Locke Lord QuickStudy: OFAC Targets Maritime ‎Companies & ‎Vessels for ‎Violating ‎Russian ‎Oil Price Cap & ‎Issues Related ‎General Licenses

Locke Lord LLP
January 9, 2024

On December 20, 2023, the U.S. Department of the Treasury’s Office of Foreign Assets Control ‎‎(“OFAC”) issued General Licenses (“GL”) 81 and GL 82 under the‎ Russian Harmful Foreign Activities ‎Sanctions Regulations, 31 CFR Part 587 (the ‎‎‎“RuHSR”). By sanctioning additional shipowners and vessels that transport Russian oil above the price cap, OFAC is sending a message to other shipowners and vessels that it is enforcing the price cap. Additionally, OFAC, in collaboration with the Price Cap Coalition, revised the Guidance on Implementing the Price Cap Policy for Crude Oil and Petroleum Products of Russian Federation Origin (“Guidance”). These recent initiatives align with the G7’s dedication to enhancing oil price cap compliance and G7 policy on Russian oil. This commitment includes imposing sanctions on shipowners and vessels that use deceptive practices to evade enforcement and updating of compliance rules and regulations.

Sanctions Designations

OFAC sanctioned four additional entities, (i) SUN Ship Management D Ltd, (ii) Covart Energy Limited, (iii) Volition DMCC, and (iv) Bellatrix Energy Limited, and their controlled subsidiaries (collectively, “Blocked Persons”), that violated the Russian oil price cap. OFAC claims that these four oil trading companies increased their share of the trade of Russian oil since the price cap policy was implemented. These sanctions build upon previous actions taken by OFAC in October, November and December of 2023 ‎(see our October 31, 2023 QuickStudy: Russian Oil Price Cap Advisory and Violation & ‎Issuance of Russia-Related General License, November 20, 2023 QuickStudy: Oil Price Cap Violations & New OFAC GL for Crew Health and Safety and Safety of Blocked Vessels, and December 11, 2023 QuickStudy: OFAC Sanctions Additional Maritime Companies & Vessels for Violating Russian Oil Price Cap & Issues Related General License). These new sanctions underscore OFAC’s ongoing commitment, in collaboration with its Oil Cap Coalition partners to curtail Russia’s oil revenues utilized to fund its war against Ukraine. As a result of the designations, any property and interests owned by Blocked Persons within the U.S. or under the possession or control of U.S. individuals are now frozen and must be reported to OFAC. All transactions involving the property or interests in property of Blocked Persons within, transiting, or related to the U.S. are prohibited, unless specifically authorized by OFAC through a general or specific license or exempt by law.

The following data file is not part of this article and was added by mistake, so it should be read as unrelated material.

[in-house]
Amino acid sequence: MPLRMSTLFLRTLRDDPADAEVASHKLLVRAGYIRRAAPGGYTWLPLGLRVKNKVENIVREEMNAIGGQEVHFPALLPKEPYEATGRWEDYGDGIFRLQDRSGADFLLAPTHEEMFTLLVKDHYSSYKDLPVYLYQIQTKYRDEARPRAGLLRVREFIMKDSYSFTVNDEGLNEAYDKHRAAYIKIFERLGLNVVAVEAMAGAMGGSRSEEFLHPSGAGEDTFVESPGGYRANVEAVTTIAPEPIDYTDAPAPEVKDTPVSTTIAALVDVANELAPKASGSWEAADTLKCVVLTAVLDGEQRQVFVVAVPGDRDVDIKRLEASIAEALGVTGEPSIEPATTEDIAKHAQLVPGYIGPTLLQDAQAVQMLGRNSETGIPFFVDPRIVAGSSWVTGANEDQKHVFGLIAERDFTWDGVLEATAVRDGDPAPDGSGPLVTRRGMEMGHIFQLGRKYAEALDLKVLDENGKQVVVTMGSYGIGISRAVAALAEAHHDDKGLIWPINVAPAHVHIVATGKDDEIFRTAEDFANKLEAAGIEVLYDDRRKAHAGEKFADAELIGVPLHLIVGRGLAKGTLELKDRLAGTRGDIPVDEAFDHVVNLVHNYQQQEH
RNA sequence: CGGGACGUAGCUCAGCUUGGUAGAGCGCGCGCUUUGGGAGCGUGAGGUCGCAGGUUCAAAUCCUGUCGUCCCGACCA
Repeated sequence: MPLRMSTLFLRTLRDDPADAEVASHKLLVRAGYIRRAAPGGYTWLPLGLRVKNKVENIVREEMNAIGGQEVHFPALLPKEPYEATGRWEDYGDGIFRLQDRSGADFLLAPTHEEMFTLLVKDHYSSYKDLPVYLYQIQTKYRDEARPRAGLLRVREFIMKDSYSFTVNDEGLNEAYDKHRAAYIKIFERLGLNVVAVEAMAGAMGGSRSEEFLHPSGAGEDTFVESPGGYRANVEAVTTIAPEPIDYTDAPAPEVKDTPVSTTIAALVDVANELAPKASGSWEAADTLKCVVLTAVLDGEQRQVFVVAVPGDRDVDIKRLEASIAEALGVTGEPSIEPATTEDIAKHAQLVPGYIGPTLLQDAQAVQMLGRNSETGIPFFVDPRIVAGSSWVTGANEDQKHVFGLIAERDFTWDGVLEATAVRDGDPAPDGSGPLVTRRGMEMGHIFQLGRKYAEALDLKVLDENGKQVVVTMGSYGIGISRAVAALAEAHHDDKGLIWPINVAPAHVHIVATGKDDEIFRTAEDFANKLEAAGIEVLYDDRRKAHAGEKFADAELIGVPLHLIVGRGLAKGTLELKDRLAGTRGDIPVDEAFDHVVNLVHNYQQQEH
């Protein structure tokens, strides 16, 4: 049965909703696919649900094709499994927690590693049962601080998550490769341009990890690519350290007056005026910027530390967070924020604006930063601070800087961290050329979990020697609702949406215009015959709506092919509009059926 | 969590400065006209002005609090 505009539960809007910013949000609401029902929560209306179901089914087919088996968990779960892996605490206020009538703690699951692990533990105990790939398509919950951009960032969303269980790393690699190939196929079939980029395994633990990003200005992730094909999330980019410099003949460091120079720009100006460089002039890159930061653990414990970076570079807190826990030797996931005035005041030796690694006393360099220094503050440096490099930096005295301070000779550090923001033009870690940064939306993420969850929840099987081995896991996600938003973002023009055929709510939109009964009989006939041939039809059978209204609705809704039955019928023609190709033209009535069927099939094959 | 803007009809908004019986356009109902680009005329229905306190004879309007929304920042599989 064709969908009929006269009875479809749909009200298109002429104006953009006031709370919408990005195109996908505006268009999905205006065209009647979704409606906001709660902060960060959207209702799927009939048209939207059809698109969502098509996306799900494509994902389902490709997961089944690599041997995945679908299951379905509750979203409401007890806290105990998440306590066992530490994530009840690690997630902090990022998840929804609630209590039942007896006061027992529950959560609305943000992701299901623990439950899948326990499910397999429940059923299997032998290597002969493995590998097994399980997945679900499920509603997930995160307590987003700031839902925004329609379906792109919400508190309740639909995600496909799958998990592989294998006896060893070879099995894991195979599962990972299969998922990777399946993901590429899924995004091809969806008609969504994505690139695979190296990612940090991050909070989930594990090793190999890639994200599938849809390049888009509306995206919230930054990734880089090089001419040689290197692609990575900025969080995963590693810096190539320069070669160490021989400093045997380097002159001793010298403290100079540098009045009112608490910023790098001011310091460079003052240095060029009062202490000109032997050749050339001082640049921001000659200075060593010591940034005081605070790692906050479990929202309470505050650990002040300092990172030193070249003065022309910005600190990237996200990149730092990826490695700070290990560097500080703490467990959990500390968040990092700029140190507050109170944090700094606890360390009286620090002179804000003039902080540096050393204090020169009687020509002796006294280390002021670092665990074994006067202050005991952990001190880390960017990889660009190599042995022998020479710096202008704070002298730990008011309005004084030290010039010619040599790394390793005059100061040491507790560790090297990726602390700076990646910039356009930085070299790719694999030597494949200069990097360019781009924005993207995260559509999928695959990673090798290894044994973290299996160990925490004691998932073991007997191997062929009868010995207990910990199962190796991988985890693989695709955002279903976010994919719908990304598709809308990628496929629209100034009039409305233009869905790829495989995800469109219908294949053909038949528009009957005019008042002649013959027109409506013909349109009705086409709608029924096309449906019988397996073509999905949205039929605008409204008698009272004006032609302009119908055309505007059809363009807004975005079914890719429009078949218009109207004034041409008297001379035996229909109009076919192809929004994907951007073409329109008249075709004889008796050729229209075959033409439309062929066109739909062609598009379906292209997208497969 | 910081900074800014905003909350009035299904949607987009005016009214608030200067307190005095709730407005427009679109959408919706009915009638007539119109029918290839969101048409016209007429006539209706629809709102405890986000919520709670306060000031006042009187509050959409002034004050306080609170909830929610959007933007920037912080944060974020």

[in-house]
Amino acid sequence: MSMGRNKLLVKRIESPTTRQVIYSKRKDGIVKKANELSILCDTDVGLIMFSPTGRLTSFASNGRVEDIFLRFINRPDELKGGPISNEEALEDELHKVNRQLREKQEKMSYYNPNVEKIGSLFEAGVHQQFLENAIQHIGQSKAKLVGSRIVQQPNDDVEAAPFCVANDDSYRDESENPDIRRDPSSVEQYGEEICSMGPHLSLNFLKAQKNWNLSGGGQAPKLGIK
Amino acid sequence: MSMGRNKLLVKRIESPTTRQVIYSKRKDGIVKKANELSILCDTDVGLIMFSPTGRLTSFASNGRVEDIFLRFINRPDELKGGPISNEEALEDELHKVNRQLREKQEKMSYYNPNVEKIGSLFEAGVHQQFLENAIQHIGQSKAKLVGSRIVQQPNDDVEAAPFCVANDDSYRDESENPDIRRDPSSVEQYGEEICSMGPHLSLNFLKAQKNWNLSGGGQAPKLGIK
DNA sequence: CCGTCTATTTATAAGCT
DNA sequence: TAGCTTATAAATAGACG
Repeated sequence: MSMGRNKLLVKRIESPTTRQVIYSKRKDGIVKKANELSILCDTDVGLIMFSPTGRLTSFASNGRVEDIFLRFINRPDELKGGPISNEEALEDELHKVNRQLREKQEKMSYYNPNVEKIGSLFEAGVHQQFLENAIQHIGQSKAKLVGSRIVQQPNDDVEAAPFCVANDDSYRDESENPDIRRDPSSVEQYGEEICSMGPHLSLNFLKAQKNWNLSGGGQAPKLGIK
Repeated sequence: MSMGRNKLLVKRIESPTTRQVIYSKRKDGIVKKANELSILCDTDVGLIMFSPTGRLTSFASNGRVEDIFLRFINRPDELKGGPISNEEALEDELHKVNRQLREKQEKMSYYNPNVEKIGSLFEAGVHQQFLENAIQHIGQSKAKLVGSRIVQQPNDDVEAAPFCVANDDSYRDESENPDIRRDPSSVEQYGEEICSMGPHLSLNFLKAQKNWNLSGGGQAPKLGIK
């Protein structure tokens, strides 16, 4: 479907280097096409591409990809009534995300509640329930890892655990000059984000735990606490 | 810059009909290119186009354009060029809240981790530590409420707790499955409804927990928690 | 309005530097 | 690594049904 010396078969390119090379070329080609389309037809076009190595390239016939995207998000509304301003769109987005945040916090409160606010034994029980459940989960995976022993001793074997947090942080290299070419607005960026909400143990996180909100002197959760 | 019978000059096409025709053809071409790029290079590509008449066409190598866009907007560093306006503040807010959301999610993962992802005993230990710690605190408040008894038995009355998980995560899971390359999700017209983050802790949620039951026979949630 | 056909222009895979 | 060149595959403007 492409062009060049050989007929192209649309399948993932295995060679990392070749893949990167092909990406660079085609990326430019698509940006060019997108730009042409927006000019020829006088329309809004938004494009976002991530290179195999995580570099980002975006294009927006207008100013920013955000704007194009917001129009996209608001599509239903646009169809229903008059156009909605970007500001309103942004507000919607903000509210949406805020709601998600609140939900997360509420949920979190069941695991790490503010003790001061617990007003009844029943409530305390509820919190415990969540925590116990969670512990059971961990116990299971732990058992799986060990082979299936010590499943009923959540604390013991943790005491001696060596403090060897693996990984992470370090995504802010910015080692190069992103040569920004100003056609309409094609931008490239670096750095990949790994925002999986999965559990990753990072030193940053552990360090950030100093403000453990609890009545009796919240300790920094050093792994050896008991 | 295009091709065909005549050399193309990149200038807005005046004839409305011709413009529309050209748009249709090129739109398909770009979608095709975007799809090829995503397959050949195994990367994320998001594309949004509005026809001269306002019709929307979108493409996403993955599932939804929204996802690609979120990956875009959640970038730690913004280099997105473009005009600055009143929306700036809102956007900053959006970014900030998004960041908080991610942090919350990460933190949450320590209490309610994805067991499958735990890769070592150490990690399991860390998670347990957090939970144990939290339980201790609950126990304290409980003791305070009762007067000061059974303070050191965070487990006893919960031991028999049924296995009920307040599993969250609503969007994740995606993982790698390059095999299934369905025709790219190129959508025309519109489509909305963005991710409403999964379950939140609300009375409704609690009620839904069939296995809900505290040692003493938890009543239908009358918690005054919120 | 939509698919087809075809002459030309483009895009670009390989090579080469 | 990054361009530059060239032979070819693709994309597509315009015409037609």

Since the price cap was imposed, little known oil traders with opaque ownership structures have increasingly participated in transporting up to half of Russia’s oil exports. The October 12, 2023 advisory from the Price Cap Coalition for the Maritime Oil Industry and Related Sectors urges industry stakeholders to conduct thorough due diligence when dealing with intermediary companies that conceal beneficial ownership or engage in unusual practices. Such companies may pose higher risks due to potential deceptive practices, especially in cases where Russian oil prices exceed the price cap and the services of the Price Cap Coalition are involved.


GL 81 authorizes, through March 19, 2024, transactions that are ordinarily incident and necessary to the following limited activities involving the Blocked Persons: (1) ensuring the secure docking and ‎anchoring of, or any part of any vessels in which any Blocked Person has a property interest (“Blocked Vessels”); (2) safeguarding the health or safety of the ‎crew of any of the Blocked Vessels; or (3) conducting emergency repairs of any of the Blocked ‎Vessels, or carrying out environmental mitigation or protection activities linked to any of the ‎Blocked Vessels. However, any payments to the Blocked Vessels or Blocked Persons must be made into a blocked ‎account.‎

GL 82 authorizes through March 19, 2024, the wind-down of transactions involving SUN Ship Management D Ltd (“SUN Ship”), or any entity in which SUN Ship owns, directly or indirectly, a 50% or greater interest, provided any payment to a blocked person is made into a blocked account. Of importance here and generally applicable to GLs that permit the “wind-down” with respect to a sanctioned entity, U.S. persons are required to decrease activity with the sanctioned party. During a “wind-down,” U.S. persons cannot either “stock-up” on products or ramp up services with a sanctioned party during a wind-down period.

Updated Price Cap Guidance